Words and music © 1995, GIA/Iona Community / WGRG  and arranged by Gord McCrostie. Reprinted with permission under One License, License #A735555. All rights reserved, Permission to stream the music in this service obtained from ONE 

Assurance of God’s forgiveness: PCC Book of Common Worship

Hear the good news!
Who is in a position to condemn?
Only Christ,
And Christ died for us,
Christ rose for us,
Christ reigns in power for us,
Christ prays for us
Anyone who is in Christ
is a new creation.
The old life has gone;
A new life has begun
Know that you are forgiven
and be at peace. Amen

We listen for the voice of God

Children’s time

Gradual: Jesus loves me (373)

Jesus loves me, this I know, for the Bible tells me so. Little ones to him belong; they are weak, but he is strong

Yes, Jesus loves me…x 3; The Bible tells me so.

Words: Anna Bartlett © Mrs. Cherie MGuire; Music: William Bradbury public domain. Reprinted with permission under One License, License #A735555. All rights reserved, Permission to stream the music in this service obtained from ONE LICENSE

Story: Loving Others whether it is difficult or easy  

Prayer                                                 

The Lord’s Prayer (535)

Transition music

Song: All the way my Saviour leads me (699)

All the way my Savior leads me; What have I to ask beside? Can I doubt His tender mercy, Who through life has been my Guide? Heavenly peace, divinest comfort, Here by faith in Him to dwell! For I know, whate’er befall me, Jesus doeth all things well,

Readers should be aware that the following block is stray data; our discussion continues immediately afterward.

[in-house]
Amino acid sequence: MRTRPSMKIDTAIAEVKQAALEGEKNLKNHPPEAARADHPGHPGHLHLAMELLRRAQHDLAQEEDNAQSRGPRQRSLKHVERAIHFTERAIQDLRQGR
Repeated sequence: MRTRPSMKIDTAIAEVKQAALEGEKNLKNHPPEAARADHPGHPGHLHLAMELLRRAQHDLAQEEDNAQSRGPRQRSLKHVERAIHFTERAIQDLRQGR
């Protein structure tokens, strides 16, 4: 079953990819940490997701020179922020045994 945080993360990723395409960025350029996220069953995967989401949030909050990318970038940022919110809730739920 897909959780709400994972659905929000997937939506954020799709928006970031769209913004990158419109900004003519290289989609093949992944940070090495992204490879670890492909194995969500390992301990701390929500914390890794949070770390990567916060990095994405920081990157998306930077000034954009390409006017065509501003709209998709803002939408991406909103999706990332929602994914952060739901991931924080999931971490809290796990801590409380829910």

All the way my Savior leads me, Cheers each winding path I tread, Gives me grace for every trial, Feeds me with the living bread. Though my weary steps may falter, And my soul athirst may be, Gushing from the Rock before me, Lo, a spring of joy I see,

All the way my Savior leads me; Oh, the fullness of his love! Perfect rest to me is  promised in my Father’s house above. When my spirit, clothed immortal, wings its flight to realms of day, This my song through endless ages: Jesus led me all the way,

Words Fanny Crosby, Music: Robert Lowery; both public domain

 Today’s Message

Scripture readings: Psalm 37:3-7 and Luke 6:27-38 (NRSV)

Response: Thy word is a lamp unto my feet

Thy word is a lamp unto my feet and a light unto my path (repeat)